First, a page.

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  5. "Das ist kein Stern."

"Das ist kein Stern."

Translation:This is not a star.

April 16, 2016



Das ist keinen Mond.


Das ist KEIN Mond. ;o)


With your high level in Norwegian and a possible liking of Star Wars, I feel compelled to insert this pun, as bilingual puns are the greatest:

Du vet Greedo i Star Wars? Han skjøt først.


This must be at the very least, the most interesting comment I have ever seen on Duolingo. Star Wars + Pun in a language that may very well be alien to me + A quite simple way to attract attention (And utterly effective)... kudos...


Cool!! LOL Took me a moment though, to be honest. =;o)

Have to tell that to my friend who is a really BIG Star Wars fan - but knows no norsk, desverre... Maybe that could motivate her to go for it!.

Tusen takk!


Thanks! I don't know how I messed that up


What does "Mond" mean?


Mond means "moon".


I literally clicked on this discussion to say the exact same thing. :)


Dad ist kein Mond. (Wir sind nerd!)


It would be funny to have a moon for a dad, though.


If Stern is a masculin noun, why isn't it keinen Stern?


I was wondering this myself as "Stern" is the object of the sentence which normally requires the akkusativ.

After a little googling, I came across the concept of predicate nouns.


A predicate noun is a noun that restates or redefines the subject, which it does through the use of 'sein' (to be), 'heißen' (to be called), 'werden' (will), and occasionally 'bleiben' (to stay).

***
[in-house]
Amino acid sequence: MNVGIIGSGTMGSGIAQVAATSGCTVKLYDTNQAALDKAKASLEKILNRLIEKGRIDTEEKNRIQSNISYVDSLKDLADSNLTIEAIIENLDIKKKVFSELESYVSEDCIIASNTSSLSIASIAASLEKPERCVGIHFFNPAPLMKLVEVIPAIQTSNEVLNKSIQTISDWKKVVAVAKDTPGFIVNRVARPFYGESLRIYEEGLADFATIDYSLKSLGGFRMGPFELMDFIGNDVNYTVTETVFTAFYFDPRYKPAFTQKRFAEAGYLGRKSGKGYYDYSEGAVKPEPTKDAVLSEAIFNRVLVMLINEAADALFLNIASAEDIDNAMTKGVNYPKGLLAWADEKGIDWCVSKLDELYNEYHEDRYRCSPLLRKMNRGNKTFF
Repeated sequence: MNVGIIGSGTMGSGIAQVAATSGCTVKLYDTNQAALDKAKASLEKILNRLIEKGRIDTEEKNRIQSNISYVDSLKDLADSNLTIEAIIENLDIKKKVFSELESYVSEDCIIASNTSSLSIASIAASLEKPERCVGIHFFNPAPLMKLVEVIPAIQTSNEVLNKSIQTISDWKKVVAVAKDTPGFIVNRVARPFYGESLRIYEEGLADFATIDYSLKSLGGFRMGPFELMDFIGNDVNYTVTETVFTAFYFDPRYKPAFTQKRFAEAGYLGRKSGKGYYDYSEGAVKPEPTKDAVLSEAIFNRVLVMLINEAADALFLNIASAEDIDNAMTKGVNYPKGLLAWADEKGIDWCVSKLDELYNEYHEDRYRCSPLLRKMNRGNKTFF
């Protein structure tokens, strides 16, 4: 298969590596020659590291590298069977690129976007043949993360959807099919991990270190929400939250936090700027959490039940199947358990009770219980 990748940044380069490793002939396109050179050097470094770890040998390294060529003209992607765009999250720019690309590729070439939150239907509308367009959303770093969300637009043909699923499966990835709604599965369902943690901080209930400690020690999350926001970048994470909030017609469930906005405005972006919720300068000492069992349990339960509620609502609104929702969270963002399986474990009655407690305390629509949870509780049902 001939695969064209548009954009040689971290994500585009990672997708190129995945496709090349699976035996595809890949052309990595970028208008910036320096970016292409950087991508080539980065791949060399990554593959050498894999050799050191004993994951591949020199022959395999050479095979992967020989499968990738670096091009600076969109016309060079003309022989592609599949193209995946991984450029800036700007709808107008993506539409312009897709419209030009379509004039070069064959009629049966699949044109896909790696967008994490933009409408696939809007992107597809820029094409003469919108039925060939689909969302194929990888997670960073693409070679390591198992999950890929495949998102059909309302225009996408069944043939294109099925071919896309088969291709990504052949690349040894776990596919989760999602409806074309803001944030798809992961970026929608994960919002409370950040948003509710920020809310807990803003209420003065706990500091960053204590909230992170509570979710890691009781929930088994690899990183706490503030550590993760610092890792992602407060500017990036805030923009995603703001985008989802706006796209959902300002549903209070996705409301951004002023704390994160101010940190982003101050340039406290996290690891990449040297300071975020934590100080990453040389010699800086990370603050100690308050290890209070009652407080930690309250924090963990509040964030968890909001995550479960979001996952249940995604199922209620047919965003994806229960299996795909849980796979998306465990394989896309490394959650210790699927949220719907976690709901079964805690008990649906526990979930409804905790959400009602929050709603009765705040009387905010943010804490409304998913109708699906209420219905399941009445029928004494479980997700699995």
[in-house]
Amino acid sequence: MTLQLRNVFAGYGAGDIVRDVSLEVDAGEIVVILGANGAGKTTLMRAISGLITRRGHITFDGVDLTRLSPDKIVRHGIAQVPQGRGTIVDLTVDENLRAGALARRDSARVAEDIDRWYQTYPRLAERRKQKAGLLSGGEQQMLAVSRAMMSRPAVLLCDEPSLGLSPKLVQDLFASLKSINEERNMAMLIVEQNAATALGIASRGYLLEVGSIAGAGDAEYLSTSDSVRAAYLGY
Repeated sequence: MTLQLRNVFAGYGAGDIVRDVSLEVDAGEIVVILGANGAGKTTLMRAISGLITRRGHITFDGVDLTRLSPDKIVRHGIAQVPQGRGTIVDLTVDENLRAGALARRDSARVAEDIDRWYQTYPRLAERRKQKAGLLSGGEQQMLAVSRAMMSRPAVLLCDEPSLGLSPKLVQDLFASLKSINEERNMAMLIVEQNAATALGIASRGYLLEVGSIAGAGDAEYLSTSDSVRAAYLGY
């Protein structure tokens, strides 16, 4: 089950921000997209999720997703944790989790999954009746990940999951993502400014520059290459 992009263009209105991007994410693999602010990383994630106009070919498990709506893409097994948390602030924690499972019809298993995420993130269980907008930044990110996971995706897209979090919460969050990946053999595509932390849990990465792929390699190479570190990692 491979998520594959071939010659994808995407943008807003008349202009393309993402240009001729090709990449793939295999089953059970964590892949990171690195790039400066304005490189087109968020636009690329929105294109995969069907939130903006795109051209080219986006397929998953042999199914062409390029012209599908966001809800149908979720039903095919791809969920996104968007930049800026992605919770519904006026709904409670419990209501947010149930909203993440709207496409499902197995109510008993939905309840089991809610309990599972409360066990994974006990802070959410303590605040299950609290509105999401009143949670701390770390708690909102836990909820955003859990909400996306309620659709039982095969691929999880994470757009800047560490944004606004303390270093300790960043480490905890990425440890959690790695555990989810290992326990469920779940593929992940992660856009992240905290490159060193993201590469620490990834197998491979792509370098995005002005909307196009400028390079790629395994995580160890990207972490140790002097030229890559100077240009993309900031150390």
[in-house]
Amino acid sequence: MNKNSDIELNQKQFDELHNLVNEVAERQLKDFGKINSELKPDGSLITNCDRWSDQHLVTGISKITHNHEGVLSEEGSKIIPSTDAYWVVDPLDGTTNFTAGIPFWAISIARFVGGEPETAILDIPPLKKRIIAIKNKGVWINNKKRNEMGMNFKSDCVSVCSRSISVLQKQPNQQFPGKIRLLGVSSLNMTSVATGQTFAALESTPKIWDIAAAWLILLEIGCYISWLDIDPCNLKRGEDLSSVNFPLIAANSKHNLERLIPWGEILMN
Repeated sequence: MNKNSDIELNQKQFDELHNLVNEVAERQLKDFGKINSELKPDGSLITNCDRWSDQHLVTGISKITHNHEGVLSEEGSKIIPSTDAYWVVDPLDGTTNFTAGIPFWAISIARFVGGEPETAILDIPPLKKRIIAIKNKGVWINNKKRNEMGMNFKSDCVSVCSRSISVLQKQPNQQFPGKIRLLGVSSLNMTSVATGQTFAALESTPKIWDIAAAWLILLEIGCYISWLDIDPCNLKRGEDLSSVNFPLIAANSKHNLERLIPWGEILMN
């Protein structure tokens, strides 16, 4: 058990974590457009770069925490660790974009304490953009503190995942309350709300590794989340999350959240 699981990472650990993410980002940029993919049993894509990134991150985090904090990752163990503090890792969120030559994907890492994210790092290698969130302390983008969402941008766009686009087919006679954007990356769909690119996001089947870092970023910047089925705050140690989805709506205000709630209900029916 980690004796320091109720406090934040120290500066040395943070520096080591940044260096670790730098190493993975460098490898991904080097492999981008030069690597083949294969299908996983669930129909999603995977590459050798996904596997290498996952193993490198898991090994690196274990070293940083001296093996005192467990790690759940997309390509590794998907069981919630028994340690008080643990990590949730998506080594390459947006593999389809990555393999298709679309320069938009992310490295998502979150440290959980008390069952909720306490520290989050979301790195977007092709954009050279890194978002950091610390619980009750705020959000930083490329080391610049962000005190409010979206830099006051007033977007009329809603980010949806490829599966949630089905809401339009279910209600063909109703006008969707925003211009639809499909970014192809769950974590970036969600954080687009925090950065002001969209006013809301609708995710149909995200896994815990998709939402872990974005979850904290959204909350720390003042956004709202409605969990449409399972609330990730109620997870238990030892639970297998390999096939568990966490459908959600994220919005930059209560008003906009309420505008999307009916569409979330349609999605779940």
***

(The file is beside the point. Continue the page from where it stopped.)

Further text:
Predicate nouns always take the nominativ case.

haben - akkusativ (regular noun)
  • Ich habe einen Bruder.
sein - nominativ (predicate noun)
  • Ich bin ein Bruder.


So it would be correct to say "Ich habe keinen Stern?"


for "I have no star" - yes.


What about "Das ist nicht Stern"?


You have "that is not star" which is not grammatically correct. If you want to say "that is not THE star" you could say "das ist nicht der Stern". However to say "not a" you must use kein/keine.


thanks, now i understand


That's pretty helpful to me!


I agree with you... the sentence makes no sense!!!


Can I say 'Das ist nicht ein Stern' ?


No you cannot. Nicht is used for definite articles as in "das ist nicht der Stern". For indefinite articles we must use kein/keine.


Kein versus keine - when to use what - are these related to gender of the noun ?


With words like Mein, Dein and Kein, it uses the ending that the version of ein would use. For instance, the nominative of Kein would stay Kein if it is masculine or neuter but become Keine if it's feminine or plural.


I wrote "it is not a star" and I failed. Why is "THAT is not a star" the only right translation? From my understanding, Das means "it" and "that"


It's best to stick with es = it and das = that.


Why is this translation not accepted?:

"That is not a star" ?


Why is it "das" not "dies"


German doesn't distinguish "that" and "this" quite as strongly as English -- das mostly mean "that" but can also mean "this".


That's no moon either..


Could I say "Der ist kein Stern", once articles can also be used as demonstrative pronouns?


That would be fine for "That one is not a star", but not for "That is not a star".

Introducing something new with "that" always uses neuter singular, regardless of the gender and number of the thing(s) you are introducing.

Using the gendered and singular/plural forms are for identifying one or some out of a group of things that you had already spoken about.